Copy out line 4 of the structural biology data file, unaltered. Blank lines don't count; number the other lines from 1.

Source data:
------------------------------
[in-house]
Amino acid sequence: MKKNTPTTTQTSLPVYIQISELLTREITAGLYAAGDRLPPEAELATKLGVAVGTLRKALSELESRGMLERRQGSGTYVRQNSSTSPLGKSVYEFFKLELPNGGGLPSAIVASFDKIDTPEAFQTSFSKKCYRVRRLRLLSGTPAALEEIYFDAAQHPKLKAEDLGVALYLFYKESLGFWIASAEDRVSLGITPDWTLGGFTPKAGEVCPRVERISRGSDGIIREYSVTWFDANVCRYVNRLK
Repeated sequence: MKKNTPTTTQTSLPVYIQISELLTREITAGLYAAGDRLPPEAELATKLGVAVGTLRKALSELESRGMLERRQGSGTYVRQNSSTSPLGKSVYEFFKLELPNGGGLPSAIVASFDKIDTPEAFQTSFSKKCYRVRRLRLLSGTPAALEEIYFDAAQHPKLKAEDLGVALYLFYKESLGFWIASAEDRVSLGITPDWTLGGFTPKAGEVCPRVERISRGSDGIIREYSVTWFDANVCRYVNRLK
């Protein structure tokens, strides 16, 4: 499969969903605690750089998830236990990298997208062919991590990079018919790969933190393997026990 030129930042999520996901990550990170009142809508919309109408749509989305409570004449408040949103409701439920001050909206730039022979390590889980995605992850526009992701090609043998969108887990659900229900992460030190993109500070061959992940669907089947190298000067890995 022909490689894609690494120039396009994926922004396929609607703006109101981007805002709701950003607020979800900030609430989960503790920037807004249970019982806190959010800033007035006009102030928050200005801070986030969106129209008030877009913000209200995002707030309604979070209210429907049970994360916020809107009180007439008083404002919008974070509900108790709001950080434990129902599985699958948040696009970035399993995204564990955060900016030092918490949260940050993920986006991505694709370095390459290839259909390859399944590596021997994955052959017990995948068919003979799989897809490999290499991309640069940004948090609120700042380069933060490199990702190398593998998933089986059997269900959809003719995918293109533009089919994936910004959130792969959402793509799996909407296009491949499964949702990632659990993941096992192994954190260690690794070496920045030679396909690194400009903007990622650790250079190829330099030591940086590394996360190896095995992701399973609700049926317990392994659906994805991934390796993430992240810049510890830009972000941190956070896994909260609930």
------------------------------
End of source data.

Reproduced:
């Protein structure tokens, strides 16, 4: 499969969903605690750089998830236990990298997208062919991590990079018919790969933190393997026990 030129930042999520996901990550990170009142809508919309109408749509989305409570004449408040949103409701439920001050909206730039022979390590889980995605992850526009992701090609043998969108887990659900229900992460030190993109500070061959992940669907089947190298000067890995 022909490689894609690494120039396009994926922004396929609607703006109101981007805002709701950003607020979800900030609430989960503790920037807004249970019982806190959010800033007035006009102030928050200005801070986030969106129209008030877009913000209200995002707030309604979070209210429907049970994360916020809107009180007439008083404002919008974070509900108790709001950080434990129902599985699958948040696009970035399993995204564990955060900016030092918490949260940050993920986006991505694709370095390459290839259909390859399944590596021997994955052959017990995948068919003979799989897809490999290499991309640069940004948090609120700042380069933060490199990702190398593998998933089986059997269900959809003719995918293109533009089919994936910004959130792969959402793509799996909407296009491949499964949702990632659990993941096992192994954190260690690794070496920045030679396909690194400009903007990622650790250079190829330099030591940086590394996360190896095995992701399973609700049926317990392994659906994805991934390796993430992240810049510890830009972000941190956070896994909260609930």